Online Grocery Delivery Service Company Zero Expands To Los Angeles, Growing Its Reach In The Plastic-free Food Market
Zero Grocery, a San Francisco-based plastic-free food delivery service, is expanding to Los Angeles, just a year after launching. The company is one of the first plastic-free grocery delivery services in the United States, with a mission to make cleaner, healthier and cheaper food convenient while tackling the impact of plastic waste from food consumption from its root – by only providing food in sustainable, plastic-free packaging.
“I started to live plastic-free because I wanted to challenge what happens when an ordinary working woman like me, with problems and life and issues and just the day to day, tries to live this lifestyle,” Zuleyka Strasner, founder and CEO of Zero, told The Plug. “I have seen the zero-waste movement growing and I’m mostly a lazy consumer. I want stuff now. I want stuff quick. I want stuff at the right price, and I’m busy. And I found it really hard to live plastic-free.”
Grocery delivery services have seen a drastic increase in demand following the coronavirus pandemic, and are expected to continue growing. According to market research company eMarketer, online grocery sales are expected to reach $129.72 billion by 2023, accounting for nearly 10% of total grocery sales, and were predicted to have grown by nearly 53% in 2020, reaching $89 billion in sales. But plastic-free grocery delivery services are scarce.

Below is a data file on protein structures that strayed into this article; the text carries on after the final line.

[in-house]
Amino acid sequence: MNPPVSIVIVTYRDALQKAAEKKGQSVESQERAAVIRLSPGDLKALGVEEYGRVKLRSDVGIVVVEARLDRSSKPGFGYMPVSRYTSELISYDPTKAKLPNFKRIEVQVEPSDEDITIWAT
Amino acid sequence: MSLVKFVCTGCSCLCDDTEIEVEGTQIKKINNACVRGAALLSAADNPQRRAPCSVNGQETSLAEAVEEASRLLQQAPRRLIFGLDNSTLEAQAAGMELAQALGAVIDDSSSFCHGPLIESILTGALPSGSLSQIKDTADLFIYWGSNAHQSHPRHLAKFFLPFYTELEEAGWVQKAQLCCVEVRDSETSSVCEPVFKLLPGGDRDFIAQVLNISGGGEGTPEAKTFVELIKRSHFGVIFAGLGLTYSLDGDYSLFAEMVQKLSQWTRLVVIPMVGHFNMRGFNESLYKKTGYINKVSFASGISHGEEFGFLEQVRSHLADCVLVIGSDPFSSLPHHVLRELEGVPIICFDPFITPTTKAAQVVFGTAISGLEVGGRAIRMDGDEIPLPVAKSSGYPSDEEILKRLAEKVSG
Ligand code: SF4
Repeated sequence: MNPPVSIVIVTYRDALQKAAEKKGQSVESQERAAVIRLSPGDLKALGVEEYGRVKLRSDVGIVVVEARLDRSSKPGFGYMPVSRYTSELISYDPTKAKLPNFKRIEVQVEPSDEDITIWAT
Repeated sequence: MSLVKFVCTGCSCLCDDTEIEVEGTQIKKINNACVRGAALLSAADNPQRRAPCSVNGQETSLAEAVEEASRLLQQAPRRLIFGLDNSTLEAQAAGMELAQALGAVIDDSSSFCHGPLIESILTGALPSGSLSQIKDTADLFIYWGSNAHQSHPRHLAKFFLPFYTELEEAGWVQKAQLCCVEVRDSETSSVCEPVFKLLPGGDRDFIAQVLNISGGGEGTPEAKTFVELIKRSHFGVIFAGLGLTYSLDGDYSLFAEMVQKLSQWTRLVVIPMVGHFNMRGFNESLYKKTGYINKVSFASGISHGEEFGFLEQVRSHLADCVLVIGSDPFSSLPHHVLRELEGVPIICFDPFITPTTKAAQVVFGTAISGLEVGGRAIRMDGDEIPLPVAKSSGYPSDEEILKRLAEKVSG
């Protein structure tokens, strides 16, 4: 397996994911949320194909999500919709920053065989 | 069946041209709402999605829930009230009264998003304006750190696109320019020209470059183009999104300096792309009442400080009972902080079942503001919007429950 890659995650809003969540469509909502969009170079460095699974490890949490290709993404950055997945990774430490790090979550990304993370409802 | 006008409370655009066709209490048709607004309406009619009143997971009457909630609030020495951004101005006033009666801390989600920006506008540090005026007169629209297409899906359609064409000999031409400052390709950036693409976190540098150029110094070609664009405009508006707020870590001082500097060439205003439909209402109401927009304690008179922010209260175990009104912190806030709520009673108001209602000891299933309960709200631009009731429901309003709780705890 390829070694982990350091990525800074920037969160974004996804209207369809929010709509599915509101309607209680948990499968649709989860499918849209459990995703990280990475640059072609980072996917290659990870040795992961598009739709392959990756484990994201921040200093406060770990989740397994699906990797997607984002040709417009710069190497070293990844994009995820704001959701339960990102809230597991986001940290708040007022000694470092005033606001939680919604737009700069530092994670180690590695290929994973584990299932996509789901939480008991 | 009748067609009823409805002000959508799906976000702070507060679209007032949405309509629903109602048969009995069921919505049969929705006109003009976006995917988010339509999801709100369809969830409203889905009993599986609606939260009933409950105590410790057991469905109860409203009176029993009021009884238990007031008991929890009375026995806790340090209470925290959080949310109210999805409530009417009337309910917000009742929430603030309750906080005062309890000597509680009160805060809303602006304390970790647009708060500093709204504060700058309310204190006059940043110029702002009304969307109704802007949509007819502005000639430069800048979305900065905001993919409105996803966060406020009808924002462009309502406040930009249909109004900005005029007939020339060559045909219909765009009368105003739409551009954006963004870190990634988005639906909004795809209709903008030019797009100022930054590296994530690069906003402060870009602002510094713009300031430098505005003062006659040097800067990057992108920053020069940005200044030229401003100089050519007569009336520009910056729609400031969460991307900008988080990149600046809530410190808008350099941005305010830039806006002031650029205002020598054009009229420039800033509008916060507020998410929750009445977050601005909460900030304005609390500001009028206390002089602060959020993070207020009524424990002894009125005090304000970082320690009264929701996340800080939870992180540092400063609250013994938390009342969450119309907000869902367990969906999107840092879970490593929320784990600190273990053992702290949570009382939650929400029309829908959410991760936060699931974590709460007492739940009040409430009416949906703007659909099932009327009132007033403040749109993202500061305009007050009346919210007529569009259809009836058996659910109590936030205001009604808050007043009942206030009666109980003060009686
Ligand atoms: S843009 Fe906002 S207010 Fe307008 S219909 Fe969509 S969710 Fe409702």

Since launching in 2019 Zero has amassed $4.7 million in venture backing. This includes the first $500,000 in pre-seed funding, led by Precursor Ventures, but it took Strasner over 250 investors meeting before her first check.
The initial investment allowed Strasner to launch a beta service in the Bay Area to test out sustainable grocery e-commerce. After six months in beta, in November 2019, Zero launched publicly across the Bay Area and grew quickly, securing an additional $500,000 in funding, including from new investors Chingona Ventures and Cleo Capital.
However, everything changed in early 2020 when COVID-19 hit the United States.
While the pandemic saw giant retailers struggle to meet the demand for specific items, Zero’s supply chain focused on bulk purchasing and plastic-free products, which is a different stream of suppliers from the individually plastic-packaged products bigger retailers normally work with, allowing the company to supply its customers with goods they would not be able to find elsewhere. The demand for Zero’s product grew exponentially.
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